Various reports on the decision of the Dutch government to ban the sale of cannabis to tourists have been published in the European and American press. The headlines, that distort the facts, seem to be made to serve prohibitionist propaganda. Words as “banned” accompanied by reactionary statements are now being associated to words as “coffeeshop” and “the Netherlands”.
What is really happening is quite different from the image that is created by the media. “There is no decision yet. It is the intention of the current government to do this. But there will be parliamentary debates this autumn, and then even if the parliament approves this, I guess there will be lots of possibilities to start a courtcase because it is essentially a case of discrimination.”, explains Joep Oomen, coordinator of ENCOD.
In fact, courtcases are taking place before Dutch and European courts. In Maastricht the lord mayor and the coffeeshops already are trying to find out through a courtcase if it is legal to refuse foreigners to buy cannabis in a coffeeshop. In this case a decision is expected from the European Court of Justice, as this will possibly violate the free trade agreements of the European Union.
As long as this decision is unknown, Dutch (and international) efforts to discourage foreigners to come to Holland and buy cannabis will be limited to symbolic measures, such as the short film that will be exposed in Belgian cinemas, showing tourists knocking on the closed doors of coffeeshops of some cities at the border, and afterwards get busted because they have bought cannabis from a local seller. (AFP).
ENCOD, in its, reported on the refrom process that is currently taking place in the Netherlands. In july, a report from the Scientific Council for Government Policy (WRR) was presented to the government. The report sends many positive signs on the phenomena of cannabis and coffeeshops. According to the committee, tolerance concerning cannabis has not failed, and a total prohibition of cannabis is indesirable.
The report presents 3 different options to further develop the coffeeshop model. The first option is complete legalisation, which would mean that the Netherlands will have to denounce the UN treaties on drugs. The second option is to extend the tolerance of the sale in coffeeshops to the cultivation for these shops. The committee also refuses this option, as it would not end the involvement of criminal groups in this cultivation.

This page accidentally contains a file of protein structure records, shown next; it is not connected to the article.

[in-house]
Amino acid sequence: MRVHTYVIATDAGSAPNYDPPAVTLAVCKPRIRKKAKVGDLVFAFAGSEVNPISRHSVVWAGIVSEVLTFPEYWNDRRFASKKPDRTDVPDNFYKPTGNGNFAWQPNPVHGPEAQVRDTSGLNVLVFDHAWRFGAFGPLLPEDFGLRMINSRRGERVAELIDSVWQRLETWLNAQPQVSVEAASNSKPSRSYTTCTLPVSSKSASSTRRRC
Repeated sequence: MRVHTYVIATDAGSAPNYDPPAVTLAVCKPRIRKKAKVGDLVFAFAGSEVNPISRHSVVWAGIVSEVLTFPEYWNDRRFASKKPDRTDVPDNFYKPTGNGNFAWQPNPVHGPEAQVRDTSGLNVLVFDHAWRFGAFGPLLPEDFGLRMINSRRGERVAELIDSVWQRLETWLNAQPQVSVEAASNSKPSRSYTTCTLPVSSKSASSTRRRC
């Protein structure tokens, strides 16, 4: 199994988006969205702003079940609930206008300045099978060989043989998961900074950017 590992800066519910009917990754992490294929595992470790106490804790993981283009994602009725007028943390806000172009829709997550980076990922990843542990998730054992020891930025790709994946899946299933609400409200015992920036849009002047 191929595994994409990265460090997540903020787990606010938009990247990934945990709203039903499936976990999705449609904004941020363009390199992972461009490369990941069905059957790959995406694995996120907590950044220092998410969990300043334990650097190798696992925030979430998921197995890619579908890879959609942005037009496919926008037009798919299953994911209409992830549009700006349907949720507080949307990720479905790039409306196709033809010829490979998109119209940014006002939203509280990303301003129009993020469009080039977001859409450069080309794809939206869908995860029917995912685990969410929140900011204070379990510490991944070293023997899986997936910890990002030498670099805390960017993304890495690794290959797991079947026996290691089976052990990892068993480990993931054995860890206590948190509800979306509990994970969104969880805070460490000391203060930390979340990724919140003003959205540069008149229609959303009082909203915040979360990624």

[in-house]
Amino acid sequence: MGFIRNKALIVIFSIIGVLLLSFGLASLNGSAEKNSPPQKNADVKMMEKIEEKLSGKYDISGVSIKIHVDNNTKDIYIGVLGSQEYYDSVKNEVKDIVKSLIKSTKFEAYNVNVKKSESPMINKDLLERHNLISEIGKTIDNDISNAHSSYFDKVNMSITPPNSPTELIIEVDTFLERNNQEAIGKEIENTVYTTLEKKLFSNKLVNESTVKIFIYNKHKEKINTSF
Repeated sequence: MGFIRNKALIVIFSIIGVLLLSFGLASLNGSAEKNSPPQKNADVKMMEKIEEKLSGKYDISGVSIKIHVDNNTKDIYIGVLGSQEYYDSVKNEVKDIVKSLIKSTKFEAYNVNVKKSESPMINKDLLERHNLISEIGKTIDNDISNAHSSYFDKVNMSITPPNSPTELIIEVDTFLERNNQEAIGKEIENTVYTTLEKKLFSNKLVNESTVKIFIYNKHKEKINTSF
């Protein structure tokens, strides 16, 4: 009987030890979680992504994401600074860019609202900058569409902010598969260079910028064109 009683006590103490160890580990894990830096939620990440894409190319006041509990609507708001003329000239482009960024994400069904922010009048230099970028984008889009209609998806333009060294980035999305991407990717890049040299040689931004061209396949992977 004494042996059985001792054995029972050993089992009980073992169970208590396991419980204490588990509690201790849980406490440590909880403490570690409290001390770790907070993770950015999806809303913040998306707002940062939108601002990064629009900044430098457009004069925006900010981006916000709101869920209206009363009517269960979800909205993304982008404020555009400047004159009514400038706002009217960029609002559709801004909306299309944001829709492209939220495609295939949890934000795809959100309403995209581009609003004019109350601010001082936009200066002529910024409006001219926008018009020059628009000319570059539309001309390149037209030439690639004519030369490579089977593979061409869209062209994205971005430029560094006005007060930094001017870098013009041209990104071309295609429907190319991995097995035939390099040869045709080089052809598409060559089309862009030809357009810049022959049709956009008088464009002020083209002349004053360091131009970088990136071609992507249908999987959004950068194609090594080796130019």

The third option, the one that is recommended by the committee (and referred to by the media), is to convert the coffeeshop into a kind of “cannabis social club” restricted to members and with a regulated supply. Clients should become a member of this club, that would organise the cultivation of the plants and offer the harvest in the shop that would only be accessible to the members, i.e Dutch residents. While ENCOD would welcome this system in any other country, it is clear that in Holland this would be a step backwards, as there is a serious risk that the shady situation at the backdoor would pass on to the frontdoor as well. “A lively trade in club passes could be expected”, says Oomen.
The media create the illusion that tolerant policies are to blame for problems that are actuallly created by the fact that they are not tolerant enough. Therefore, it is difficult to predict how that situation will turn out in the end.
See also the video report of HCLU on drug tourism.
Marisa Felicissimo for Psicoblog